Cooper University Health Care has new tech to help identify COVID-19 variants
A southern New Jersey health care system is using new technology to better determine what variant of COVID-19 is prevalent in a particular community.
Cooper University Health Care has a new tool in the battle against the virus.
“We take a defined amount of RNA and put it on this instrument,” says Dr. Tina Edmonston, director of molecular pathology.
The gene sequencing technology takes positive COVID samples and detects which variant it is.
“We used extracted RNA, which is the generic information for the virus, and basically put it in this instrument that does an entire next-generation process automatically,” Edmonston says.
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Cooper says the new technology helps them identify variants that are prevalent in the area more quickly, and then sends that information to the state.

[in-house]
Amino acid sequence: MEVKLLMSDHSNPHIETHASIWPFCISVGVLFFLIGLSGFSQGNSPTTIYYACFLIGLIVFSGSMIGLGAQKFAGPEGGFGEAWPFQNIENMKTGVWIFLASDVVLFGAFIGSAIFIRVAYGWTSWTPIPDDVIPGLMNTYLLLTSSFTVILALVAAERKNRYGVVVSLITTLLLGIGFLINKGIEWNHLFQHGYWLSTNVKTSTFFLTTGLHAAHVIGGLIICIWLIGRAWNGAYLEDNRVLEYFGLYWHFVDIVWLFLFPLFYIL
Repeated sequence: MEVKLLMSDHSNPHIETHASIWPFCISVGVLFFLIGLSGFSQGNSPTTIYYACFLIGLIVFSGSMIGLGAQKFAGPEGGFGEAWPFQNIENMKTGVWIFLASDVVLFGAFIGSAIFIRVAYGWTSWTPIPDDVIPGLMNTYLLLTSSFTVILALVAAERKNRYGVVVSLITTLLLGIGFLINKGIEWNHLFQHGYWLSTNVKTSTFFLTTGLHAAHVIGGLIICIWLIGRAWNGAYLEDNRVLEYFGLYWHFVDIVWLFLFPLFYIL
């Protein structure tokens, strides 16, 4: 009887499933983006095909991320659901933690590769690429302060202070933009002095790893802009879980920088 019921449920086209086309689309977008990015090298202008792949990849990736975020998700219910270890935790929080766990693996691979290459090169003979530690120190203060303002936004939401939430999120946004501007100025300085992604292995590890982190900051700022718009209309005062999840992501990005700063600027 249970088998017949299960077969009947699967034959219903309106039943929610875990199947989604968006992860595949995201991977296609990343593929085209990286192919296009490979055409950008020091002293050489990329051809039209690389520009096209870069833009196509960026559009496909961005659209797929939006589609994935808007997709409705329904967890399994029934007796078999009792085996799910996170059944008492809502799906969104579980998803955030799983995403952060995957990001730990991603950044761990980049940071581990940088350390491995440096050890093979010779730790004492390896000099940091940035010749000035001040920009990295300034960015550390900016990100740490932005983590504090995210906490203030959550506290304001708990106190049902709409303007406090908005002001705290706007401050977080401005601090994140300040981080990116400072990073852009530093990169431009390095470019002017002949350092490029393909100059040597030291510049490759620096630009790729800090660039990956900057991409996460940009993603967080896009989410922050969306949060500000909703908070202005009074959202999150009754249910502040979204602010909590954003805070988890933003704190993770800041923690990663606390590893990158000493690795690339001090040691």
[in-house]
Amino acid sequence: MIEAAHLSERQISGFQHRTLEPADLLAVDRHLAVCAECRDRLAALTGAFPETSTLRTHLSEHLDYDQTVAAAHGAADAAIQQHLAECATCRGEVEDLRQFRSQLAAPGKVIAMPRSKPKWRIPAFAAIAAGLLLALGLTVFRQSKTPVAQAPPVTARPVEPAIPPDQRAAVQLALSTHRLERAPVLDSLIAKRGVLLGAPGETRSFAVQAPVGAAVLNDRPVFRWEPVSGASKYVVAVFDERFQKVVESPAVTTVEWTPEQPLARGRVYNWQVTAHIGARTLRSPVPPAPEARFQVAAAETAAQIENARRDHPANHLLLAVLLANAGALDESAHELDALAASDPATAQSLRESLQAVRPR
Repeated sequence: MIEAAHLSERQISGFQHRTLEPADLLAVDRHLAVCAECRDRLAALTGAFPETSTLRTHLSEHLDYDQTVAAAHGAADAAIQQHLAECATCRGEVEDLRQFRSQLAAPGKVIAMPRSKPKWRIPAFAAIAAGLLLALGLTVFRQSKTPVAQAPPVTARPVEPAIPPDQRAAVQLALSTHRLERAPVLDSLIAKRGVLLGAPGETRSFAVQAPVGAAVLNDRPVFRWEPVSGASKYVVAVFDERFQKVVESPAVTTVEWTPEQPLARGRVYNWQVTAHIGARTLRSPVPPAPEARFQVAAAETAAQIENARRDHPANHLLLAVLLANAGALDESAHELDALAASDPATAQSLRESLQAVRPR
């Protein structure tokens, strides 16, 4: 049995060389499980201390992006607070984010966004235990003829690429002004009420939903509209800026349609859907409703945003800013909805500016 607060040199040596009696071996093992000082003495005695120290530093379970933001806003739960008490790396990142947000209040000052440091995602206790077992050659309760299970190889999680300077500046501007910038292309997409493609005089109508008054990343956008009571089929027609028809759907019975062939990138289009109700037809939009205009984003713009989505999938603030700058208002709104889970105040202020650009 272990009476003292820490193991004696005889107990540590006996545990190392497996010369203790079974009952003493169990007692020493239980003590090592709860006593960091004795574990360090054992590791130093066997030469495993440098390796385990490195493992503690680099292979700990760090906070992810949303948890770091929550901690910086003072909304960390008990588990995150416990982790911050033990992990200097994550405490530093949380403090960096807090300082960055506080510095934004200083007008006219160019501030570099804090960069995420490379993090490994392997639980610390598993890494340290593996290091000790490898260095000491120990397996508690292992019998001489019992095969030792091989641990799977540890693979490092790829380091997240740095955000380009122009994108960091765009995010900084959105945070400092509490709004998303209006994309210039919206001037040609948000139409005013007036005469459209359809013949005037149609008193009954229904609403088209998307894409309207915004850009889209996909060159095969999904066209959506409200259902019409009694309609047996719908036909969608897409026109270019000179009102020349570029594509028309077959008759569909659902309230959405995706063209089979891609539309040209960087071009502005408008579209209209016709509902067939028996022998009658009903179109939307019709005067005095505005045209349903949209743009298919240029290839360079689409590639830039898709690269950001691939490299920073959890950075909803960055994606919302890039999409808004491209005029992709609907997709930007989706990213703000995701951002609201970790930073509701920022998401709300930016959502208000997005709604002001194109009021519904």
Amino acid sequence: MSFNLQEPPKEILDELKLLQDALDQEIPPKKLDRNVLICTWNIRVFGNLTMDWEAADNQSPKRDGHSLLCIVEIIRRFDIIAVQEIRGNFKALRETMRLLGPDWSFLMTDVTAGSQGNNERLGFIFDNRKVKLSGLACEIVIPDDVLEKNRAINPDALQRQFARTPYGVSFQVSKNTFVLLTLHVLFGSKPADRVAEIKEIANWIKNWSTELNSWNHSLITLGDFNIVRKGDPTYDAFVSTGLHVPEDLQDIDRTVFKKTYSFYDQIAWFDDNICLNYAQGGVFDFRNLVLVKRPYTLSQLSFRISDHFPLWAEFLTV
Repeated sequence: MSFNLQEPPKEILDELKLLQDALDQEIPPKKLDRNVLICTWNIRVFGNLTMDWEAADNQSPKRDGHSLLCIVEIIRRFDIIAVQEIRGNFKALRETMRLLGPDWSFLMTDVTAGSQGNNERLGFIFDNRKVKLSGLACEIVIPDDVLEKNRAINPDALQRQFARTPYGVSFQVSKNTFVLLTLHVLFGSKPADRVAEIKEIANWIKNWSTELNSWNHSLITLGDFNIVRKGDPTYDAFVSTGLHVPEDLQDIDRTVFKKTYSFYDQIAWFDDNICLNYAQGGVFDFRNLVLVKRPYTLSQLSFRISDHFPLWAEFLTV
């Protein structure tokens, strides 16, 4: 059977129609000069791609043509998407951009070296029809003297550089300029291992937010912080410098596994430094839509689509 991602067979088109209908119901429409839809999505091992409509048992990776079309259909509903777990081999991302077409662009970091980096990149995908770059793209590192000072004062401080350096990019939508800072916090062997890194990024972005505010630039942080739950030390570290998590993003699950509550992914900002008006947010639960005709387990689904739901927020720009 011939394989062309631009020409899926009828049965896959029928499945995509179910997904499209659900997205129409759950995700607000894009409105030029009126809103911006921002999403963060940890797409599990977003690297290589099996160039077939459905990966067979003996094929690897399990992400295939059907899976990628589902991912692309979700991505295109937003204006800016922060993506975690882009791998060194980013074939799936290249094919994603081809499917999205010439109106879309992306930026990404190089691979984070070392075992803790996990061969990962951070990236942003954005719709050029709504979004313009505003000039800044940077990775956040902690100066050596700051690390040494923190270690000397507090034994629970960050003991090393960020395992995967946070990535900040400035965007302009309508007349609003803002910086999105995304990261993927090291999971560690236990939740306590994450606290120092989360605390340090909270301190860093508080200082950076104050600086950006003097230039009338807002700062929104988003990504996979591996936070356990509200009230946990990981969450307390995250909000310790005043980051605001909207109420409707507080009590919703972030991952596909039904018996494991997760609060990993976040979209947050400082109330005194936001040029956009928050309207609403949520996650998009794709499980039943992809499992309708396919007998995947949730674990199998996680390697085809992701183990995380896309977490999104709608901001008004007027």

"There may be a time when the Omicron peak is winding down, where something else will become more prevalent and then we have the tool to sort of see that,” Edmonston says. “And then people will be more alert to maybe pay attention to different clinical presentations and stuff like that.”
Edmonston says that the turnaround time is much quicker than if they sent samples to an outside lab.
"It takes less than 48 hours from the very beginning to the end, and very little hands-on time, so it's very convenient when everybody in the lab is so busy just doing straight COVID testing for diagnostic purposes,” she says.
The machine will eventually be used for other illnesses.
"The same technology also be used for cancer testing in the broadest sense. It can be used for molecular testing of solid tumors or leukemia,” Edmonston says. “It’s certainly our plan to do that too as some point.”